The Executive Yuan yesterday proposed eight policies, dubbed the “Strengthen Taiwan Policies,” to counter the effects of 31 incentives for Taiwanese unveiled by China’s Taiwan Affairs Office.
The eight policies aim to increase benefits for researchers; lend more momentum to innovative industries; boost employee rewards and benefits; improve the work environment of medical professionals; enhance protection against corporate espionage; ramp up industrial innovation and transformation; boost the momentum of Taiwanese stocks; and deepen investment in the development of the film industry, Vice Premier Shih Jun-ji (施俊吉) told a news conference at the Executive Yuan.
The policies are to be geared toward four main goals: encouraging quality education and corporate jobs while intensifying efforts to keep talented individuals, as well as recruiting from abroad; maintaining Taiwan’s advantage in the global supply chain; promoting the expansion of the capital market; and strengthening the cultural and film industries, he said.
Photo: Peter Lo, Taipei Times.
Taiwan will become a top nation that will be attractive to talented individuals worldwide, will have a healthy economy and become strong, all based on liberty, democracy and the rule of law, he added.
China’s policies are aimed at siphoning off Taiwan’s capital and locally educated talent, which shows an evident political motive, Shih said, adding that the government must handle this issue practically and seriously.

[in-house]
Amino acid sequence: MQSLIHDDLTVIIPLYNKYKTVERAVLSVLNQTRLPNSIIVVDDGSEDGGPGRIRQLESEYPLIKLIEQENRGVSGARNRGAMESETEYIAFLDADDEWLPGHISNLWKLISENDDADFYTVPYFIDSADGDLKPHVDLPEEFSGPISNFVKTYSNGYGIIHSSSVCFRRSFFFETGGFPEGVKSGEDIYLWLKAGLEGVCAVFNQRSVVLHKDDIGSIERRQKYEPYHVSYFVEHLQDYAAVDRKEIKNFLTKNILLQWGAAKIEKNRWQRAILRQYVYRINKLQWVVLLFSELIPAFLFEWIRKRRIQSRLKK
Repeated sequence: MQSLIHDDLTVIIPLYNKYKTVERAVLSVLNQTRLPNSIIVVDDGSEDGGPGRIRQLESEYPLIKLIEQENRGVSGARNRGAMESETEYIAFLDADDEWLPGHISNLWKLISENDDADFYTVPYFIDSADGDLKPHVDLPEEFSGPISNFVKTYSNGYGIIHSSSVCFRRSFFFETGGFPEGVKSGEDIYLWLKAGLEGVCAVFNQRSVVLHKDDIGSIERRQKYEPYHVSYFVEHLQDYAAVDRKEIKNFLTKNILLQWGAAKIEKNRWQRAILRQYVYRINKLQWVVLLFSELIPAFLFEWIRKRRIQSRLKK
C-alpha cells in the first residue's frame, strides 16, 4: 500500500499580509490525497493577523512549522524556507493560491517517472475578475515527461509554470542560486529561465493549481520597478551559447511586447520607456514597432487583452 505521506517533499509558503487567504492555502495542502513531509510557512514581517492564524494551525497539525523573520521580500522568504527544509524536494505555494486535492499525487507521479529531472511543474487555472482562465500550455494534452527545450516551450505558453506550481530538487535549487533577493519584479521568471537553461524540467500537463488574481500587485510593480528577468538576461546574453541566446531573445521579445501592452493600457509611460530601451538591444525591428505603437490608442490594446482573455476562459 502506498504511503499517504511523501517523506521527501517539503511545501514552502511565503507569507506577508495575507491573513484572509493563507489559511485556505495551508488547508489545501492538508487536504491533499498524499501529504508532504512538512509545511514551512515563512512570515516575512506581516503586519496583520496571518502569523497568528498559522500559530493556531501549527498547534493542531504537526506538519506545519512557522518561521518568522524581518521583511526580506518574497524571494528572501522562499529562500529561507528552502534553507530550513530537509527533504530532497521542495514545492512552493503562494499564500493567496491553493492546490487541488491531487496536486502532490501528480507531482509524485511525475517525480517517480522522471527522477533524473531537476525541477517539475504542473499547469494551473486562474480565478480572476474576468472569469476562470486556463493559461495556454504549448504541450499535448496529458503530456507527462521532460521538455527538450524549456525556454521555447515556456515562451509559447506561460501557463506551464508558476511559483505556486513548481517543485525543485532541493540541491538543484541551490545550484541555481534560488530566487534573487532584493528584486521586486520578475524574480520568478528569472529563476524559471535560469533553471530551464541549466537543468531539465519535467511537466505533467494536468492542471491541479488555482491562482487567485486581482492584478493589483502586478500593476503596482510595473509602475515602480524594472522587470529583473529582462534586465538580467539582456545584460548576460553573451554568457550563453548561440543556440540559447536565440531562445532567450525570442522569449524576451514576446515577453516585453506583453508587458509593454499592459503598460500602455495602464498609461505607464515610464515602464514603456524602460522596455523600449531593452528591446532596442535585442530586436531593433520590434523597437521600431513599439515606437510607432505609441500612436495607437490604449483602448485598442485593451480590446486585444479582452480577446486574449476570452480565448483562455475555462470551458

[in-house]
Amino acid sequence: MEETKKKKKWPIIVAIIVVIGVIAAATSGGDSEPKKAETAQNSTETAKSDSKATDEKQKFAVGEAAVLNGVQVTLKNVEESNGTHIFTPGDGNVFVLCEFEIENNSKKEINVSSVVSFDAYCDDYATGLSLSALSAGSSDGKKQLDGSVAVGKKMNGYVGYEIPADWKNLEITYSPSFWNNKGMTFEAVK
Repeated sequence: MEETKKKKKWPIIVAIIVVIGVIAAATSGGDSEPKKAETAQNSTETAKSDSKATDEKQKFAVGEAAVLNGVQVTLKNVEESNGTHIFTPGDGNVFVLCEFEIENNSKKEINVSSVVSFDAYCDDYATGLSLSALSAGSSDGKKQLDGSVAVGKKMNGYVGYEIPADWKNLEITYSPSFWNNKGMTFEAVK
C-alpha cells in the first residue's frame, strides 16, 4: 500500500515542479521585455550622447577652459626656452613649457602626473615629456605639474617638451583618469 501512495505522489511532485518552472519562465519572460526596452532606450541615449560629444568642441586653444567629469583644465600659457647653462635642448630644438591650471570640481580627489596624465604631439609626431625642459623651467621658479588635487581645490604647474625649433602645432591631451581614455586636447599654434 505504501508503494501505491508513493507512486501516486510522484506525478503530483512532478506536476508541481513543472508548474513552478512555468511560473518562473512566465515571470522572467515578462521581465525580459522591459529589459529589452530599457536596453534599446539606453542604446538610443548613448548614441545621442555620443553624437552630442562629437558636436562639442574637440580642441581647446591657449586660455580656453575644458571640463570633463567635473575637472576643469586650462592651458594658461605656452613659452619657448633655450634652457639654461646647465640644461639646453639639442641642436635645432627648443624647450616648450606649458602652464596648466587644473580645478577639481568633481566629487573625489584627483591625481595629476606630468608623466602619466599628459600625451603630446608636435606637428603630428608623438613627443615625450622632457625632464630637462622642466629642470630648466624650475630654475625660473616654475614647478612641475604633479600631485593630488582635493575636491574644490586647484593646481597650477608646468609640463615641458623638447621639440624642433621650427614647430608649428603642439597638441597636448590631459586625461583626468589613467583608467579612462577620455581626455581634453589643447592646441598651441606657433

“With a strong Taiwan, we will fear no challenge,” Shih said.
At least 15 items of the eight policies are to be implemented by the Cabinet and its various agencies this year.
To improve local stocks’ global visibility, the Cabinet said it would increase reviews for initial public offerings and cut down the review time from eight weeks to six.
Overseas subsidiaries of listed local companies would be encouraged to base themselves and list in Taiwan, the Cabinet said, adding that it would also promote the inclusion of 30 companies in an MSCI index to attract more international investment.
Measures to prevent corporate secrets from being leaked to China would include amendments to the Trade Secrets Act (營業秘密法) to establish a “retention of corporate secrets” system and punishments for related criminal activity for breaking such laws, it added.
To accelerate industrial innovation and transformation, the Cabinet said it would subsidize corporations’ purchases of “smart” machinery and software that would help them maintain a competitive edge.
It added that it would provide assistance to facilitate strategic alliances between Taiwanese industries and international corporations to further bolster the nation’s edge in the global supply chain.
Separately yesterday, Premier William Lai (賴清德) said the Cabinet would refer to China’s new policies — which Beijing has termed “incentives for Taiwan” — as simply “measures” to avoid playing along with China’s rhetoric.
As long as Taiwanese can demonstrate solidarity and bolster the nation’s economy on the foundation they have built, the nation will attract more talent and increase its global presence, Lai said.
Additional reporting by Sean Lin and Chen Mei-ying
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